But the bigger story line this offseason has been Simmons. After not even looking to shoot in his first two seasons in the NBA, he has been making pull-up jumpers in offseason workout videos. While there’s a big difference between shooting on Instagram and in NBA games, even a hint of Simmons developing that part of his game is encouraging. Philadelphia isn’t going to ask too much, too soon from him: Brown has said that he doesn’t want Simmons hunting 3s.

The good news for the 76ers is that both have room to improve even if they don’t become better shooters. Embiid, who has never been in great shape, said at media day that he lost 20 pounds this offseason. Simmons, meanwhile, has the physical tools to be one of the best defenders in the league if he fully engages on that end of the floor. The two young stars were never on the same timetable as Butler; they needed to go through the natural development process that comes from losing in the playoffs and learning from those defeats.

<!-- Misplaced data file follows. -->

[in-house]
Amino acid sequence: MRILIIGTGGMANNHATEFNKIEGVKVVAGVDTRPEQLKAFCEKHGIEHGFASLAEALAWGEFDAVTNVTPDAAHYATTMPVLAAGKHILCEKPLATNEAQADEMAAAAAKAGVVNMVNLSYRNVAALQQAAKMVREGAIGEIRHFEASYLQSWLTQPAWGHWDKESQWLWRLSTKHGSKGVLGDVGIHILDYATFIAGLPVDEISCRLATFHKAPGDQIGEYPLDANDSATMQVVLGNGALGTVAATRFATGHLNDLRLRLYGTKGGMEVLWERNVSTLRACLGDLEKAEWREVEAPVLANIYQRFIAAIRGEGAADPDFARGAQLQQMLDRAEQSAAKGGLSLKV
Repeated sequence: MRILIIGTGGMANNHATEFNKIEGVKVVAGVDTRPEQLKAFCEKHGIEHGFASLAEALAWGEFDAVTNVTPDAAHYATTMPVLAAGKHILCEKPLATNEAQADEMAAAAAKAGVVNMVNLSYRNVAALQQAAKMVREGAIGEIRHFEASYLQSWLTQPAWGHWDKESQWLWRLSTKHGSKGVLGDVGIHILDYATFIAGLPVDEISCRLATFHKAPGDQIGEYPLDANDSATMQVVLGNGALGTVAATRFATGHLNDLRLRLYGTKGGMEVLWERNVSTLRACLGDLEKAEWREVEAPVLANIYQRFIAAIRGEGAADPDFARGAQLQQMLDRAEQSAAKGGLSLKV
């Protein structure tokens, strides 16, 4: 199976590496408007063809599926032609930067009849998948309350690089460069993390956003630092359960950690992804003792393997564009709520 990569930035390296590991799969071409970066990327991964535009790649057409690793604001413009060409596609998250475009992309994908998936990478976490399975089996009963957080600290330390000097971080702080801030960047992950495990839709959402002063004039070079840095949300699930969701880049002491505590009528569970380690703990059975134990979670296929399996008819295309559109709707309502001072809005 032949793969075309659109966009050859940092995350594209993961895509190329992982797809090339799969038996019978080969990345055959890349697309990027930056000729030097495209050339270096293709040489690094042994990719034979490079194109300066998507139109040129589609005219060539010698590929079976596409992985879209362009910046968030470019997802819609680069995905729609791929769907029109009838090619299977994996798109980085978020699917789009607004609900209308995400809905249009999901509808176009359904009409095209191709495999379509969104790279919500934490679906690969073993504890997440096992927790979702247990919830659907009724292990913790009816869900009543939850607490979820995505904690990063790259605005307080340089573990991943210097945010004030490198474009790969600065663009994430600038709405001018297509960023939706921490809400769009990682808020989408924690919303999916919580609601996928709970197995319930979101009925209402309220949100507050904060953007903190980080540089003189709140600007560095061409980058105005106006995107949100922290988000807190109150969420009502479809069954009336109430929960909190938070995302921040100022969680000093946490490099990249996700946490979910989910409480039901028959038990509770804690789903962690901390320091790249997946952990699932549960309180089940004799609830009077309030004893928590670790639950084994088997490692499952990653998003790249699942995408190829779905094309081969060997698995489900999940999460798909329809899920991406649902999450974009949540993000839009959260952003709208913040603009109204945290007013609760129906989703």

The downside to that process is that it could eventually drive a wedge between them. Both Simmons and Embiid have MVP potential, but it might not happen for either if they are on the same team. Simmons will never put up Giannislike stats if Embiid is slowing the tempo and demanding the ball in the post, while Embiid’s stats would be even better if Simmons weren’t holding the ball and clogging the lane. There’s no guarantee that even winning a title would solve those issues. Just ask Golden State—nothing lasts forever in the NBA. It’s not easy to keep two MVP-caliber players happy, even if their games fit as well together as those of Kevin Durant and Steph Curry.

All the Sixers can do is maximize their young stars while they have them. They have learned the most important lesson: The best way to build around Embiid and Simmons is to split them up and build around them separately.